PM sees Edgecumbe flooding for himself

Prime Minister Bill English says the river is still flowing and flooding is continuing in Edgecumbe today. Photo: Tracy Hardy.

Prime Minister Bill English has seen for his own eyes the impact of the flooding in Edgecumbe.

During a press conference in Whakatane today, the Prime Minister says the flooding is ongoing and there will be serious consequences.

“I have visited the town, the Fonterra Factory and the evacuation centres. When you go into town you can see there is going to be quite serious consequences for a significant number of households.

“The town is empty and the river is still flowing into the town, so the flooding is ongoing. It hasn’t stopped yet.

“We have had a briefing from Fonterra about a significant number of farmers who have had their operations affected.

As Bill went to the evacuation centre, it was made clear to him just how supportive the community has been.

“It’s pretty clear that some of the people are going to need ongoing support for some time.”

Anne Tolley and Bill English at the conference in Whakatane this morning.

While people are anxious to see when they can get back into their homes, Bill reiterates that the town is still flooding and people should not be trying to get back to their homes right now.

“People should not be trying to get back faster than the local authorities here say.”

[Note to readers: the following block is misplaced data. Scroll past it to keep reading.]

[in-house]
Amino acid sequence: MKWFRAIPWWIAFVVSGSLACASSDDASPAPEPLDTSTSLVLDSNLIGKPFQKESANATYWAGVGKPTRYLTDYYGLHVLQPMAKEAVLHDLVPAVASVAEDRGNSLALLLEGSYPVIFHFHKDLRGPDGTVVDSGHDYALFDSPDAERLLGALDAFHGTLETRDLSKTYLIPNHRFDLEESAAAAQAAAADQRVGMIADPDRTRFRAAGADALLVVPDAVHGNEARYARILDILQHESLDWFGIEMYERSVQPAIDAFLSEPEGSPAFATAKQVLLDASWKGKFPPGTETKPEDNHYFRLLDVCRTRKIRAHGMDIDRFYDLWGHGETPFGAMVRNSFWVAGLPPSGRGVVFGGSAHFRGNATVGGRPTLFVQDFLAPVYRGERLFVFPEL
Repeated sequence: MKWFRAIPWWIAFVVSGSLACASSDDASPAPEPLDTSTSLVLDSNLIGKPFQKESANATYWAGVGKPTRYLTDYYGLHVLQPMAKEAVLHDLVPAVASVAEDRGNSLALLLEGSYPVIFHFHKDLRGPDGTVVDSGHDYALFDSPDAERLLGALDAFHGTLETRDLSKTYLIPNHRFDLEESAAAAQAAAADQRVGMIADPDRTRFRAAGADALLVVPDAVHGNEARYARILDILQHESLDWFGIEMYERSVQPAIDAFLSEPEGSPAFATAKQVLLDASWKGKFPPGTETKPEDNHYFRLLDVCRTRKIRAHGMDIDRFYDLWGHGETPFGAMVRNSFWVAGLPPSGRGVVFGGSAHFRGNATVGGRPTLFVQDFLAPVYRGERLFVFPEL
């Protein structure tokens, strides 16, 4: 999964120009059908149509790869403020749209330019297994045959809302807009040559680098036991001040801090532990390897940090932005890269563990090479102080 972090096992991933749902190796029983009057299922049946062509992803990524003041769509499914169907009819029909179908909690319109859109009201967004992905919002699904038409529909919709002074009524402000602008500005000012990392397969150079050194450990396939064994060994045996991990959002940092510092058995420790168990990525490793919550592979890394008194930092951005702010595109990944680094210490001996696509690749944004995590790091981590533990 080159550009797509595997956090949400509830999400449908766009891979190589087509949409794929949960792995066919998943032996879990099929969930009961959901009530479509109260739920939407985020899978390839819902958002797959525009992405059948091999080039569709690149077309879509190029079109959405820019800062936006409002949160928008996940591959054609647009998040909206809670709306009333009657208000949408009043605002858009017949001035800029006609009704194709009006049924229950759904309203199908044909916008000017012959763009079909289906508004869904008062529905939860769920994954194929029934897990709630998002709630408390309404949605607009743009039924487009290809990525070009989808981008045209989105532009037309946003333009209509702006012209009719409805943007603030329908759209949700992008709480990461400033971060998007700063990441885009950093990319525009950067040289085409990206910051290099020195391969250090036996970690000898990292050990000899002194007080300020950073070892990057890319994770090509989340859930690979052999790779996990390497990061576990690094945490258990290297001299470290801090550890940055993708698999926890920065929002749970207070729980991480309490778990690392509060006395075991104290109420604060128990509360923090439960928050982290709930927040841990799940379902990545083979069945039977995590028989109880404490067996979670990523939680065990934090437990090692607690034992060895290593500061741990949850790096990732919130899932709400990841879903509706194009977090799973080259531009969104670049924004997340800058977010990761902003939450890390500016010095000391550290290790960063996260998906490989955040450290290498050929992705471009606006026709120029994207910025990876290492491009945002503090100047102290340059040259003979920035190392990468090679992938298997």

He says while the impact on the country as a whole will be minimal, the impact on individuals can be massive.

“We are on a path for solutions in the long term.

He says there are no funding issues related to national disaster recovery, despite New Zealand’s particularly bad decade.

"We don’t let funding get in the way of providing the support that’s needed by the households, the businesses, and the farms, to a reasonable level, to help them get them back on their feet."

Whakatane Mayor Tony Bonne says there will be a full investigation to why the flooding protection system didn’t work and what can be done in the future to prevent this from happening again.

Bill says given the destruction there is bound to be a lot of opinions but there needs to be a full understanding of a town that is on a flood plain.

Other communities

Tony says food and other assistance is being taken into towns such as Taneatua and Ruatoki today.

“We can get into Taneatua by road now, it’s not isolated anymore. We are monitoring all those areas and they have not been forgotten.

“We are working closely with people in those areas.”

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Land lowered.

Posted on 07-04-2017 18:46 | By waiknot

Apparently the land around Edgecumbe was lowered substantially during the earthquake.

there's a name for anyone else who does that

Posted on 07-04-2017 13:13 | By Captain Sensible

Is it not called "rubber necking" when a person with no qualifications in floods or disasters, like the PM, goes in for a look........... is it?

Places where we build

Posted on 07-04-2017 12:04 | By penguin

Despite the best efforts that humans make to mitigate risk, we have done and still do, build houses and cities in risky places e.g. swamp land, adjacent to rivers, close to the sea, on fault lines, on cliff tops etc. It is little wonder that disaster of some sort will eventually strike, given that nature usually wins and we suffer the consequences.

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